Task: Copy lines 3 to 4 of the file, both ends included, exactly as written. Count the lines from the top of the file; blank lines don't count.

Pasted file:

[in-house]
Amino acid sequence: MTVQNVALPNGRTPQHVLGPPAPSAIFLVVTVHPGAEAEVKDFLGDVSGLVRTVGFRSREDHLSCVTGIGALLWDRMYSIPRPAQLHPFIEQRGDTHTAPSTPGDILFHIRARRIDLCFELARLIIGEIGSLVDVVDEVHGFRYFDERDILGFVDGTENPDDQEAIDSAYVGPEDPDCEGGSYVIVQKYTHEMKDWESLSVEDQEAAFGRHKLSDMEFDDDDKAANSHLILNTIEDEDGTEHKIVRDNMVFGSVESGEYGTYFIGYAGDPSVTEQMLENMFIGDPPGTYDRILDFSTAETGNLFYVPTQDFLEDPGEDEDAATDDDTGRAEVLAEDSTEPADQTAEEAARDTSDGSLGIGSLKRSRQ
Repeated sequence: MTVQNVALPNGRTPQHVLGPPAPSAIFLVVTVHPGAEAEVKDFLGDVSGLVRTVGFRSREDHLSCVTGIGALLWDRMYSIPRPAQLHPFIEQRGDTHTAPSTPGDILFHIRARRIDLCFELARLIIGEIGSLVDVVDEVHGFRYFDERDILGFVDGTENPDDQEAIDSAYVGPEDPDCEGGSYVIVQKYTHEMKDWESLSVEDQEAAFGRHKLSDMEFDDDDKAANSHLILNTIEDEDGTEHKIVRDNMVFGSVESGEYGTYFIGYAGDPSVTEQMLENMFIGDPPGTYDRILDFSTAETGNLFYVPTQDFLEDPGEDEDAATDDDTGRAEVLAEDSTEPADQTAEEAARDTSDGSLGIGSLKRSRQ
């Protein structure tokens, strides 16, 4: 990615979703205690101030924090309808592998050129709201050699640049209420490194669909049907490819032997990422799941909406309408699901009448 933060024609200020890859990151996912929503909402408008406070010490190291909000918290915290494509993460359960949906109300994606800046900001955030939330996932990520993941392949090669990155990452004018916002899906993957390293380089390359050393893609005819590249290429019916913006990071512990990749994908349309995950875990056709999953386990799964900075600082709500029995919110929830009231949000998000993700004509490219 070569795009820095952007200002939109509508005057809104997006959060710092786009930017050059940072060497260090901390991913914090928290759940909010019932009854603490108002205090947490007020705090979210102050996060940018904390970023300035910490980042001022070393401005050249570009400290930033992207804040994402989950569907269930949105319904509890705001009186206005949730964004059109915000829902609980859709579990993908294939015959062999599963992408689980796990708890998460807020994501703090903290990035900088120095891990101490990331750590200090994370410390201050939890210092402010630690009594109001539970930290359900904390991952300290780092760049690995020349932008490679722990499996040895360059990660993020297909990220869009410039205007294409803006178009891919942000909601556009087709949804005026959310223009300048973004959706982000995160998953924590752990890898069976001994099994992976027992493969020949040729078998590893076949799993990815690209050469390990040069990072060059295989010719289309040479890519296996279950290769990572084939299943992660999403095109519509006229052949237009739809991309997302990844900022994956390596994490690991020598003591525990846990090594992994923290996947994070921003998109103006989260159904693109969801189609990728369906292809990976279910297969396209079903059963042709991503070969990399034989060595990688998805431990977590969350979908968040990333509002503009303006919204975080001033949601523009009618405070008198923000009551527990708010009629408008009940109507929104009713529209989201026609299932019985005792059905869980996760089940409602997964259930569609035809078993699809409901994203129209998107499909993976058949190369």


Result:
Repeated sequence: MTVQNVALPNGRTPQHVLGPPAPSAIFLVVTVHPGAEAEVKDFLGDVSGLVRTVGFRSREDHLSCVTGIGALLWDRMYSIPRPAQLHPFIEQRGDTHTAPSTPGDILFHIRARRIDLCFELARLIIGEIGSLVDVVDEVHGFRYFDERDILGFVDGTENPDDQEAIDSAYVGPEDPDCEGGSYVIVQKYTHEMKDWESLSVEDQEAAFGRHKLSDMEFDDDDKAANSHLILNTIEDEDGTEHKIVRDNMVFGSVESGEYGTYFIGYAGDPSVTEQMLENMFIGDPPGTYDRILDFSTAETGNLFYVPTQDFLEDPGEDEDAATDDDTGRAEVLAEDSTEPADQTAEEAARDTSDGSLGIGSLKRSRQ
């Protein structure tokens, strides 16, 4: 990615979703205690101030924090309808592998050129709201050699640049209420490194669909049907490819032997990422799941909406309408699901009448 933060024609200020890859990151996912929503909402408008406070010490190291909000918290915290494509993460359960949906109300994606800046900001955030939330996932990520993941392949090669990155990452004018916002899906993957390293380089390359050393893609005819590249290429019916913006990071512990990749994908349309995950875990056709999953386990799964900075600082709500029995919110929830009231949000998000993700004509490219 070569795009820095952007200002939109509508005057809104997006959060710092786009930017050059940072060497260090901390991913914090928290759940909010019932009854603490108002205090947490007020705090979210102050996060940018904390970023300035910490980042001022070393401005050249570009400290930033992207804040994402989950569907269930949105319904509890705001009186206005949730964004059109915000829902609980859709579990993908294939015959062999599963992408689980796990708890998460807020994501703090903290990035900088120095891990101490990331750590200090994370410390201050939890210092402010630690009594109001539970930290359900904390991952300290780092760049690995020349932008490679722990499996040895360059990660993020297909990220869009410039205007294409803006178009891919942000909601556009087709949804005026959310223009300048973004959706982000995160998953924590752990890898069976001994099994992976027992493969020949040729078998590893076949799993990815690209050469390990040069990072060059295989010719289309040479890519296996279950290769990572084939299943992660999403095109519509006229052949237009739809991309997302990844900022994956390596994490690991020598003591525990846990090594992994923290996947994070921003998109103006989260159904693109969801189609990728369906292809990976279910297969396209079903059963042709991503070969990399034989060595990688998805431990977590969350979908968040990333509002503009303006919204975080001033949601523009009618405070008198923000009551527990708010009629408008009940109507929104009713529209989201026609299932019985005792059905869980996760089940409602997964259930569609035809078993699809409901994203129209998107499909993976058949190369």